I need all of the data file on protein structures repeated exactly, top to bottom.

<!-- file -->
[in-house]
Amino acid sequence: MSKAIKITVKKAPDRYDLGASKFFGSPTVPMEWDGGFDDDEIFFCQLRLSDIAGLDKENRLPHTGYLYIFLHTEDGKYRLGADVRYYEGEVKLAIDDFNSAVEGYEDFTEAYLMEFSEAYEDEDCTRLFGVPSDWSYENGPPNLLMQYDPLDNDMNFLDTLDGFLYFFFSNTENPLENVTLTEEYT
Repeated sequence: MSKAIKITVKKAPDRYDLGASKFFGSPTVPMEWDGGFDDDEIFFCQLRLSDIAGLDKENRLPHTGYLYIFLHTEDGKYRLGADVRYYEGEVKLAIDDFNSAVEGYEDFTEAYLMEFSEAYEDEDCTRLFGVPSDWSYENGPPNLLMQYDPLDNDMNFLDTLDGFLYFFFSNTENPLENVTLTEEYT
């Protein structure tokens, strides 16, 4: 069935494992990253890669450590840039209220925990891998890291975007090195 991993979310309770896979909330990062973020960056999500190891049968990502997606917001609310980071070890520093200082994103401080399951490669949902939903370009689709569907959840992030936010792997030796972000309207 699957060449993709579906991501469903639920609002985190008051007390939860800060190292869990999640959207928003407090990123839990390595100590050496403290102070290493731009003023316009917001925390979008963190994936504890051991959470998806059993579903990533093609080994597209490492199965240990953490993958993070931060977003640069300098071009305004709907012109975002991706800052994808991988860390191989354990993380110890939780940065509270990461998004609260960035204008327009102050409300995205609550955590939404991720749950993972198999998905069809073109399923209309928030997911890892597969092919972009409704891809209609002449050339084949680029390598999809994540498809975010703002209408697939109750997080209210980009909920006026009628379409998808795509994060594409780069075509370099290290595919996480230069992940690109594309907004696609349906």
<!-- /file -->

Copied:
[in-house]
Amino acid sequence: MSKAIKITVKKAPDRYDLGASKFFGSPTVPMEWDGGFDDDEIFFCQLRLSDIAGLDKENRLPHTGYLYIFLHTEDGKYRLGADVRYYEGEVKLAIDDFNSAVEGYEDFTEAYLMEFSEAYEDEDCTRLFGVPSDWSYENGPPNLLMQYDPLDNDMNFLDTLDGFLYFFFSNTENPLENVTLTEEYT
Repeated sequence: MSKAIKITVKKAPDRYDLGASKFFGSPTVPMEWDGGFDDDEIFFCQLRLSDIAGLDKENRLPHTGYLYIFLHTEDGKYRLGADVRYYEGEVKLAIDDFNSAVEGYEDFTEAYLMEFSEAYEDEDCTRLFGVPSDWSYENGPPNLLMQYDPLDNDMNFLDTLDGFLYFFFSNTENPLENVTLTEEYT
């Protein structure tokens, strides 16, 4: 069935494992990253890669450590840039209220925990891998890291975007090195 991993979310309770896979909330990062973020960056999500190891049968990502997606917001609310980071070890520093200082994103401080399951490669949902939903370009689709569907959840992030936010792997030796972000309207 699957060449993709579906991501469903639920609002985190008051007390939860800060190292869990999640959207928003407090990123839990390595100590050496403290102070290493731009003023316009917001925390979008963190994936504890051991959470998806059993579903990533093609080994597209490492199965240990953490993958993070931060977003640069300098071009305004709907012109975002991706800052994808991988860390191989354990993380110890939780940065509270990461998004609260960035204008327009102050409300995205609550955590939404991720749950993972198999998905069809073109399923209309928030997911890892597969092919972009409704891809209609002449050339084949680029390598999809994540498809975010703002209408697939109750997080209210980009909920006026009628379409998808795509994060594409780069075509370099290290595919996480230069992940690109594309907004696609349906």